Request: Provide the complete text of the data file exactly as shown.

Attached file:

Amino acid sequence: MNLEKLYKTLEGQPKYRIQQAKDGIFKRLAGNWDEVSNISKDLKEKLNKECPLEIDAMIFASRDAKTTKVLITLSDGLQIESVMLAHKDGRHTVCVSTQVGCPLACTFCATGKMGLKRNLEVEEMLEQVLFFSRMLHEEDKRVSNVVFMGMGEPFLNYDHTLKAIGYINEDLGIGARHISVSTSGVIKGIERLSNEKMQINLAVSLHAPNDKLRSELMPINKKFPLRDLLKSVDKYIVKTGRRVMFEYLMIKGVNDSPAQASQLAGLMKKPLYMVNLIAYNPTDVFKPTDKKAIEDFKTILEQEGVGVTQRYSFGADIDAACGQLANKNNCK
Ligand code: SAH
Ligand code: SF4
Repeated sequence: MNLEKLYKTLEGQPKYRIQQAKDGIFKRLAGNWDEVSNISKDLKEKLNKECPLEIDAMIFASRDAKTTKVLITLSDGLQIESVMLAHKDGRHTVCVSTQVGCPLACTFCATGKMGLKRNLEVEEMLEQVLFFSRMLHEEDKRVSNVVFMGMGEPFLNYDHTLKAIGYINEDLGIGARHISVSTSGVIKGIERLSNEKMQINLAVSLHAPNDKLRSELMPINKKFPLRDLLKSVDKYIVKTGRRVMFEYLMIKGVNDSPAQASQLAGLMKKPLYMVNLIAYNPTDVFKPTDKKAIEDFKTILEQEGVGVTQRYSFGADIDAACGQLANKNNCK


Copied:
Amino acid sequence: MNLEKLYKTLEGQPKYRIQQAKDGIFKRLAGNWDEVSNISKDLKEKLNKECPLEIDAMIFASRDAKTTKVLITLSDGLQIESVMLAHKDGRHTVCVSTQVGCPLACTFCATGKMGLKRNLEVEEMLEQVLFFSRMLHEEDKRVSNVVFMGMGEPFLNYDHTLKAIGYINEDLGIGARHISVSTSGVIKGIERLSNEKMQINLAVSLHAPNDKLRSELMPINKKFPLRDLLKSVDKYIVKTGRRVMFEYLMIKGVNDSPAQASQLAGLMKKPLYMVNLIAYNPTDVFKPTDKKAIEDFKTILEQEGVGVTQRYSFGADIDAACGQLANKNNCK
Ligand code: SAH
Ligand code: SF4
Repeated sequence: MNLEKLYKTLEGQPKYRIQQAKDGIFKRLAGNWDEVSNISKDLKEKLNKECPLEIDAMIFASRDAKTTKVLITLSDGLQIESVMLAHKDGRHTVCVSTQVGCPLACTFCATGKMGLKRNLEVEEMLEQVLFFSRMLHEEDKRVSNVVFMGMGEPFLNYDHTLKAIGYINEDLGIGARHISVSTSGVIKGIERLSNEKMQINLAVSLHAPNDKLRSELMPINKKFPLRDLLKSVDKYIVKTGRRVMFEYLMIKGVNDSPAQASQLAGLMKKPLYMVNLIAYNPTDVFKPTDKKAIEDFKTILEQEGVGVTQRYSFGADIDAACGQLANKNNCK